When the temperature on the field was 103°F for the first pitch of the “Fall Classic” last month, it seemed yet another sign that something was amiss with the planet’s thermostat. Granted, Game 1 on Oct. 24 was played in Los Angeles, but still…
This month, nearly 3,000 miles east in Boston, our industry will be focused on that changing thermostat and trading ideas on sustainable adjustments that benefit both users and the environment. Some 20,000 of us are expected at the 16th annual Greenbuild International Expo and Conference to brainstorm, share best practices, and showcase new products that building owners, design-builders, and operations and maintenance engineers are now openly embracing. Long gone are the tree-hugging stereotypes that once relegated the green movement to the fringes. Sincere or not, everyone seems to care now.
Why? Well, today, manufacturers and customers both see ‘green’ in the savings that increased efficiency, improved sustainability and ‘smarter’ equipment can yield. As Daikin Applied Americas CEO Mike Schwartz said last month at his firm’s customer conference in San Antonio, “We know the move to ‘net zero’ is real, regardless of recent efforts in Washington to slow down the momentum.”
Indeed, as Boston’s own malaprop comic Norm Crosby might say, “That horse has sailed.”
Today, the question has moved beyond threshold energy issues like lighting and temperature controls to address the broader health and productivity of building occupants.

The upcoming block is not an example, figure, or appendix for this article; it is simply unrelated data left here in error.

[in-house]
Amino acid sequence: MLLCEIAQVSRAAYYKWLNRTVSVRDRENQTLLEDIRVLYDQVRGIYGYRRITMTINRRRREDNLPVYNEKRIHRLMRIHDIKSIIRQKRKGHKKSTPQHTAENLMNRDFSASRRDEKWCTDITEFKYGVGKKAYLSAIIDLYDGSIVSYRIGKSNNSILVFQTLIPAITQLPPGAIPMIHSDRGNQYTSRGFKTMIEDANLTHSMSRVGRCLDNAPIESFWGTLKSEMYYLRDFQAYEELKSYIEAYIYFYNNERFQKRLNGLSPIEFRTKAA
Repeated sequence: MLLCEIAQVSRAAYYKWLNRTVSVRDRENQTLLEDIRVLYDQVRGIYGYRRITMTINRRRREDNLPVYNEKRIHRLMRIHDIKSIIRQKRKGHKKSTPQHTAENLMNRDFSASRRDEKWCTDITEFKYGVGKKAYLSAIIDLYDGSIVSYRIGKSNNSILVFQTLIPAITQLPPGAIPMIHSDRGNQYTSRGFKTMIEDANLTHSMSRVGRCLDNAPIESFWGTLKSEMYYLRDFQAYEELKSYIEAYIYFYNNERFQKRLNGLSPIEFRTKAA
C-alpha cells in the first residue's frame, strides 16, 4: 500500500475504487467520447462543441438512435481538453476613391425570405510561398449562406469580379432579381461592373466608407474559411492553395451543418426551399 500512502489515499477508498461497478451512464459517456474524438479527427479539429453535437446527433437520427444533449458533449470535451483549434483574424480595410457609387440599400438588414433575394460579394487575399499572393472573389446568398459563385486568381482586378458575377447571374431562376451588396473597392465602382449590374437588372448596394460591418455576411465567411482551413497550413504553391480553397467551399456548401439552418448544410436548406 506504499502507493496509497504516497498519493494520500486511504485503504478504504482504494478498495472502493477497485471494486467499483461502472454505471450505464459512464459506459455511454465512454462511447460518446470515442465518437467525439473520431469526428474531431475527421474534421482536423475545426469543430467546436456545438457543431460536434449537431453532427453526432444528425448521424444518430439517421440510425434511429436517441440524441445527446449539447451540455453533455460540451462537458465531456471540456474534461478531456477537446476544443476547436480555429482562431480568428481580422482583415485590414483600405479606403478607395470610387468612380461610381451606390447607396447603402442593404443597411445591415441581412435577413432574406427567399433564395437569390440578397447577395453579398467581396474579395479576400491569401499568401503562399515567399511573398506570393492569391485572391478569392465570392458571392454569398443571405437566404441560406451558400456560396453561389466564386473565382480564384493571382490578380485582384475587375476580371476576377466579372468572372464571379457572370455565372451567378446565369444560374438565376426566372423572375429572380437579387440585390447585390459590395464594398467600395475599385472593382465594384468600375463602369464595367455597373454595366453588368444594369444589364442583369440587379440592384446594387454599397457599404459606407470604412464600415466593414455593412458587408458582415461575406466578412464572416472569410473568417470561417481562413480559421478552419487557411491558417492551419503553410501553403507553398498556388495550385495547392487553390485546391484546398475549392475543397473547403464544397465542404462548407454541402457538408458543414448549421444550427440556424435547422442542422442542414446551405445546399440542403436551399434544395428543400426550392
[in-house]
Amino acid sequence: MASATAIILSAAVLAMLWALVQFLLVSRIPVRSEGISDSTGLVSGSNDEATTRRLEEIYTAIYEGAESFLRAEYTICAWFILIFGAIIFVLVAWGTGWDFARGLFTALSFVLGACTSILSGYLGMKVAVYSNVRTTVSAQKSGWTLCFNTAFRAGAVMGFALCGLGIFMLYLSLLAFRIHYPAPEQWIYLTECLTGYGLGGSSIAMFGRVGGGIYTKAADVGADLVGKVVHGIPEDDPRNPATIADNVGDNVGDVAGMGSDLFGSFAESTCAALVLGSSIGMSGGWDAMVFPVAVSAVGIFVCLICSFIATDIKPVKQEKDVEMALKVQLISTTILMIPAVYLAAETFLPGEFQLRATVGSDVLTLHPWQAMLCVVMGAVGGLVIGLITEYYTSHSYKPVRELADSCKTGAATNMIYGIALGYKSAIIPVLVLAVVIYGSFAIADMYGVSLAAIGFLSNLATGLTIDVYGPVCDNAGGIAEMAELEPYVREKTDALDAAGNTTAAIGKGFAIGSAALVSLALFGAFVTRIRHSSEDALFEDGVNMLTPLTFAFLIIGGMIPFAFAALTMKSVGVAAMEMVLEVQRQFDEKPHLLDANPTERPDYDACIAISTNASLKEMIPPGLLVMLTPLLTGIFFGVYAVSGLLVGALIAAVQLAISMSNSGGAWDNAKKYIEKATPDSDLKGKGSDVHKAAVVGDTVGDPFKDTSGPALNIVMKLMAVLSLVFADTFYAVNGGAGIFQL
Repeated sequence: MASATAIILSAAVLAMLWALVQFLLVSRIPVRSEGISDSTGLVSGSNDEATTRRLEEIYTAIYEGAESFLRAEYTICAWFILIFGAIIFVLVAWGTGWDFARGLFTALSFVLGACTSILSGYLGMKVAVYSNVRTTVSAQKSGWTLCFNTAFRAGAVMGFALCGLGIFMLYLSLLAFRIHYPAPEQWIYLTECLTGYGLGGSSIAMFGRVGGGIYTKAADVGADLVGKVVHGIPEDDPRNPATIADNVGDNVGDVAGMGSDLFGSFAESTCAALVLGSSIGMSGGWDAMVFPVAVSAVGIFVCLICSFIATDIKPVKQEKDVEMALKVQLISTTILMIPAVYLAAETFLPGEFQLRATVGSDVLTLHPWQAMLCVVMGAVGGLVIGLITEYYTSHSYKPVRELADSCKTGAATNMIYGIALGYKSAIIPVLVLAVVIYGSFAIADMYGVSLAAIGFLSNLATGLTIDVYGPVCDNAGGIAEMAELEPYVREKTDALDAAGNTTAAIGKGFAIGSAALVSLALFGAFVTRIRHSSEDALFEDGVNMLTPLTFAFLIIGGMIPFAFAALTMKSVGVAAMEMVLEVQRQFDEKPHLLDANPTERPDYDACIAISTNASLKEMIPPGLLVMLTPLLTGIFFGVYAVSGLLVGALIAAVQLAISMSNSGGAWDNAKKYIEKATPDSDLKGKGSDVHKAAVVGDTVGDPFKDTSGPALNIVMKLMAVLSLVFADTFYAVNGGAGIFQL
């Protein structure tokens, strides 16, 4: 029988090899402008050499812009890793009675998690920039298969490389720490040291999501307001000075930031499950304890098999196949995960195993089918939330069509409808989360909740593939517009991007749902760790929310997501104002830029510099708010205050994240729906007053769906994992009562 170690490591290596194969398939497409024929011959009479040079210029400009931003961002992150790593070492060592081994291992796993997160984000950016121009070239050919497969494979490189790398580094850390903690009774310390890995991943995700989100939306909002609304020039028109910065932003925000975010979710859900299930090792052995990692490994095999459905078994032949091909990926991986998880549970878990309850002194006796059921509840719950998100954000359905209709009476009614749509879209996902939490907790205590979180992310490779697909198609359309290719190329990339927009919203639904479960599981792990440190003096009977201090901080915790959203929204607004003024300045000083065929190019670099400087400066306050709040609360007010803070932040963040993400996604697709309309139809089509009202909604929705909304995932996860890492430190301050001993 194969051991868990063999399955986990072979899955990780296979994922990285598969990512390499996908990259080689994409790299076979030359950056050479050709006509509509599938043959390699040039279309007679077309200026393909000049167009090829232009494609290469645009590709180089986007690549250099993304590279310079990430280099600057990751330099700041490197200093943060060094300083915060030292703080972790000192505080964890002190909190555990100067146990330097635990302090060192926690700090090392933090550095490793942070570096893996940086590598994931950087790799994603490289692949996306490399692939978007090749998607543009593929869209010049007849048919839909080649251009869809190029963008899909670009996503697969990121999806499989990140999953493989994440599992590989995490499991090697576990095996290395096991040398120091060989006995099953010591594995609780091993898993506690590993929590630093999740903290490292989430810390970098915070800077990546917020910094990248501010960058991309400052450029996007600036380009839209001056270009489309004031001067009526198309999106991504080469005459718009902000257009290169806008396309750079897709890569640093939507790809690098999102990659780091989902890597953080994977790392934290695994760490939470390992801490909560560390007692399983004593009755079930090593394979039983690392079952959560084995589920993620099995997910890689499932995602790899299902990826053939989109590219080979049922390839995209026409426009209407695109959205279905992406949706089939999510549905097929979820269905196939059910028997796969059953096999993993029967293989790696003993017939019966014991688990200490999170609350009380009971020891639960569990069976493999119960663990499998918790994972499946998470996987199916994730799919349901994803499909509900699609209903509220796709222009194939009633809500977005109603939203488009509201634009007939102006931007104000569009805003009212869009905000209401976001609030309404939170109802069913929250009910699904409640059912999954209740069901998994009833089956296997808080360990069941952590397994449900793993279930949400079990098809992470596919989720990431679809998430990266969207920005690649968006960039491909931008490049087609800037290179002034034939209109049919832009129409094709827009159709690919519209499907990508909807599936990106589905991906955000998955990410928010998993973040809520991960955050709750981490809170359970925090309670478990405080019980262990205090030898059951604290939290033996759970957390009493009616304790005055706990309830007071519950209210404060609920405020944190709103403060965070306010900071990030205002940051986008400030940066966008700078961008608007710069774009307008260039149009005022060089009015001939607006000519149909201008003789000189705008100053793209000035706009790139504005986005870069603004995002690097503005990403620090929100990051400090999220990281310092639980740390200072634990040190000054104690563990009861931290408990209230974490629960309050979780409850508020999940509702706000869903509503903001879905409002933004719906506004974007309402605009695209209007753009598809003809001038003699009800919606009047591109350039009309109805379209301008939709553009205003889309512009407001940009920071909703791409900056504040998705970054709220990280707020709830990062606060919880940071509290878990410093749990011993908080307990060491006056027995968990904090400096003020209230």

That is the focus of the International WELL Building Institute (IWBI), which was started in 2013 as “a public benefit corporation” dedicated to promoting “health and wellness in buildings and communities everywhere.” Toward that end, it administers the WELL Building Standard, a new certification for indoor air quality, supported by the U.S. Green Building Council (USGBC), which runs Greenbuild. USGBC co-founder Rick Fedrizzi left that group last year to become IWBI’s chairman and CEO. He is no stranger to HVAC issues, having spent more than 25 years as an environmental marketing officer at UTC’s Carrier Corp.
In 2015, Fedrizzi authored the book, Greenthink: How Profit Can Save the Planet. In this odd era of technological enlightenment pitted against emboldened self-interest, it seems more than a bit ironic that it may end up being the profit motive, itself, that saves the day.
But read our November issue to see how owners like Baylor University in Texas, ArcBest in Arkansas, and Deloitte in Amsterdam are harvesting more ‘green’ by being more green.
At the end of the day, it all comes down to that bottom line and the long-term decision-making that benefits it most. What hard-nosed numbers-cruncher would have guessed that one day, it would all be underlined in green?